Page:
To begin with, you have to choose your price index. It’s often not obvious whether the consumer price index, the GDP deflator, or some other index is most conceptually appropriate. [1] And it makes a difference! Just among the most important published price indexes, we see the increase in the price level over the past 50 years ranging from five times, to nearly eight times. Anyone who tells you something like, a dollar in 1960 “is equal to” 13 cents in 2010 is confused, or at least grossly simplifying.

And then there are the differences that don’t show up in the published indexes. The CPI is intended to be a price index for all urban consumers, but not every consumer is urban and not all urbs are equal. Robert Gordon estimates that the bulk of the college wage premium goes away if you correct for the higher cost of living in areas where college graduates live. Of course this only makes sense if college grads have to live in pricey urban areas in order to get their college wages. If you instead assumed that the cost of living is higher in urban areas because of various non-market amenities, which college graduates have a particular taste for, then Gordon’s correction would be inappropriate. [2] So again, while nominal values are real, in the sense that they observably exist, “real” values depend on assumptions about various unobservables.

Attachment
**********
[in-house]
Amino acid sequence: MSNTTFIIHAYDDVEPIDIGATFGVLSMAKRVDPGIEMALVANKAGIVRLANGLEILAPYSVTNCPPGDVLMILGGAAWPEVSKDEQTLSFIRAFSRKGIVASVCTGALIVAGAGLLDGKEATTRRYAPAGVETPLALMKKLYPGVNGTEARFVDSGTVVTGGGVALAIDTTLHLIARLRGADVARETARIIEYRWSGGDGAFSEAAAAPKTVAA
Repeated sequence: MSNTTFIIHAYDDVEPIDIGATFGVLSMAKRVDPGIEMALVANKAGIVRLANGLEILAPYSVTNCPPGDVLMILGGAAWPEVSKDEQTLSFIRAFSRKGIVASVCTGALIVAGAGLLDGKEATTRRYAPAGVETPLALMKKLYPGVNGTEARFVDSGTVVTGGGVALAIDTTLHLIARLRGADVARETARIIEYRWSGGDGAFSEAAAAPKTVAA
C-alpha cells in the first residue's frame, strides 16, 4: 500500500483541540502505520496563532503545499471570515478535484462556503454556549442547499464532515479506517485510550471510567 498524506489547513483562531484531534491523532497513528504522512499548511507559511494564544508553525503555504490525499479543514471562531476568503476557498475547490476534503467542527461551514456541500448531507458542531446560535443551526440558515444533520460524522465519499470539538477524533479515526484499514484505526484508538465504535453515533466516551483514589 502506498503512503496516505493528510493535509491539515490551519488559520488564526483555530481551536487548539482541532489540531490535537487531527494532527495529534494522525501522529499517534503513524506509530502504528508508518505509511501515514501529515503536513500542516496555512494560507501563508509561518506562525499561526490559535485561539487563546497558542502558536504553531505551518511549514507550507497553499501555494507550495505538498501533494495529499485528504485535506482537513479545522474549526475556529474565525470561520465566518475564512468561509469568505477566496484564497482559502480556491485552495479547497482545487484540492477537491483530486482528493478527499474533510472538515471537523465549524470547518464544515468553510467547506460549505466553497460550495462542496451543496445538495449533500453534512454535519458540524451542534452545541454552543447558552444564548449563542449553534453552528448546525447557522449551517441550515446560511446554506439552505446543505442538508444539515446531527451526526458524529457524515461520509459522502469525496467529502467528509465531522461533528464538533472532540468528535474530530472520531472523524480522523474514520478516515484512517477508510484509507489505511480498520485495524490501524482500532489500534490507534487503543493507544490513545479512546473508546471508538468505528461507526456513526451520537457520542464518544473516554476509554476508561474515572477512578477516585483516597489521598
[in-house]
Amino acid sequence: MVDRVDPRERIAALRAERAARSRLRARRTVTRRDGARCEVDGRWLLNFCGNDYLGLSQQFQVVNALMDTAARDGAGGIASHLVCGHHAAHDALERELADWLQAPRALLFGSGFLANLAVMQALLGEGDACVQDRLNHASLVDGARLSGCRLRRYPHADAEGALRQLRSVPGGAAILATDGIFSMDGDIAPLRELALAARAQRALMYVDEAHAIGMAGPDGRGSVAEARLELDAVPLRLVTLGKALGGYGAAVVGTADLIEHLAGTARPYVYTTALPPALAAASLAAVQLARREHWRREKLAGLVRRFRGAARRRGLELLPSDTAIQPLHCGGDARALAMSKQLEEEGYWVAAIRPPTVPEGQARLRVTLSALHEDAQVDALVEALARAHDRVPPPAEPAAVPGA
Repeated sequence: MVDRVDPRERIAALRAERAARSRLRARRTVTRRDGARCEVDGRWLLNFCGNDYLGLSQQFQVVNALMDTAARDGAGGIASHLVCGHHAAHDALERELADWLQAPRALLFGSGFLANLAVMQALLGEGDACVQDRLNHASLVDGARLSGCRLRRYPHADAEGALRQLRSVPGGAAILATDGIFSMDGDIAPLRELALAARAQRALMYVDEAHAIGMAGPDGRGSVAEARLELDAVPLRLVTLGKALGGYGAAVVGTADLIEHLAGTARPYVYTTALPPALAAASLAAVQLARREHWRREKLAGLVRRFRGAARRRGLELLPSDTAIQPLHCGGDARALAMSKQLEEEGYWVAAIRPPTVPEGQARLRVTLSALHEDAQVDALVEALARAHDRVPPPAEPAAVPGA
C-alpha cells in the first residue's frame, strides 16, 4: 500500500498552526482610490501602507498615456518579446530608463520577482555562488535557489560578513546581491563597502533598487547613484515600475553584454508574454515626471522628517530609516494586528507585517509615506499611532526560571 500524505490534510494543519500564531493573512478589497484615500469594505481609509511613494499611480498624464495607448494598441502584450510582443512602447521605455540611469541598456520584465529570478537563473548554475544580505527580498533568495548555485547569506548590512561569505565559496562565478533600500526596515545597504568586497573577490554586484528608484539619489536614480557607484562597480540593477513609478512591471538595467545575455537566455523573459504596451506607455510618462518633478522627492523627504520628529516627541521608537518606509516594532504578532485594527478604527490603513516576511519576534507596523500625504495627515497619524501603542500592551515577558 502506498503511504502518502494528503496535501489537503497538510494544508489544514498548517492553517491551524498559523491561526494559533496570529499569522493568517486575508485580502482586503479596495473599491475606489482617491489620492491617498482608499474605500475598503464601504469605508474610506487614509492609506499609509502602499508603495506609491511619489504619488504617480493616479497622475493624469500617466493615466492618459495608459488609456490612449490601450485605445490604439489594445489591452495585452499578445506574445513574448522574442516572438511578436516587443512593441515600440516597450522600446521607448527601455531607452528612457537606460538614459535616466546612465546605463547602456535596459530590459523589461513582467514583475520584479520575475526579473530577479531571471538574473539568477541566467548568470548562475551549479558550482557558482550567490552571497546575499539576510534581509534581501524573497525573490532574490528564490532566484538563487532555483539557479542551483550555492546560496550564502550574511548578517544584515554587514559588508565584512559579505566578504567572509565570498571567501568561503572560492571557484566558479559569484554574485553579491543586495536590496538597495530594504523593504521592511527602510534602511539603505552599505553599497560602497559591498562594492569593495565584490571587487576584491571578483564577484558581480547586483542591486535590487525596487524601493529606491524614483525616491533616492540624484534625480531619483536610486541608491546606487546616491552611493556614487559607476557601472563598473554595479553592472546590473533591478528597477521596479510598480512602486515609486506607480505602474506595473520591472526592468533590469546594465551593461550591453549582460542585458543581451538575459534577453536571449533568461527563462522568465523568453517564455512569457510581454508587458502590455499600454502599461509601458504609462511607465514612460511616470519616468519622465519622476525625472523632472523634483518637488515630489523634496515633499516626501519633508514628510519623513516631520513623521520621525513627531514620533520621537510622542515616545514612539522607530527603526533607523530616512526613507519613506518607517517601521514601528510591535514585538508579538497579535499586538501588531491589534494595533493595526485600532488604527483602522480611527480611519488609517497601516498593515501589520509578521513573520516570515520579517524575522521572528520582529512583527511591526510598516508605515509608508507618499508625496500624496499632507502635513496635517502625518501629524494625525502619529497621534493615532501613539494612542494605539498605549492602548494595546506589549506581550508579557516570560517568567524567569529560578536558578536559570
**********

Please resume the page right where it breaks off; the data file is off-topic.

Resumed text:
And then there’s the after-the-fact adjustments which price indexes are always subject to. (As are nominal aggregates, to be fair, but to a much less extent, and almost always due to better data rather than conceptual changes.) That was what got me thinking about this today, in fact: rereading Dean Baker’s comments on the Boskin Commission. [3] Dean points out that if you take the Commission’s methodology seriously, you’d have to make even bigger downward adjustments to inflation in earlier periods, implying that when people in the postwar years thought the economy was threatened by inflation, it was “really” experiencing deflation: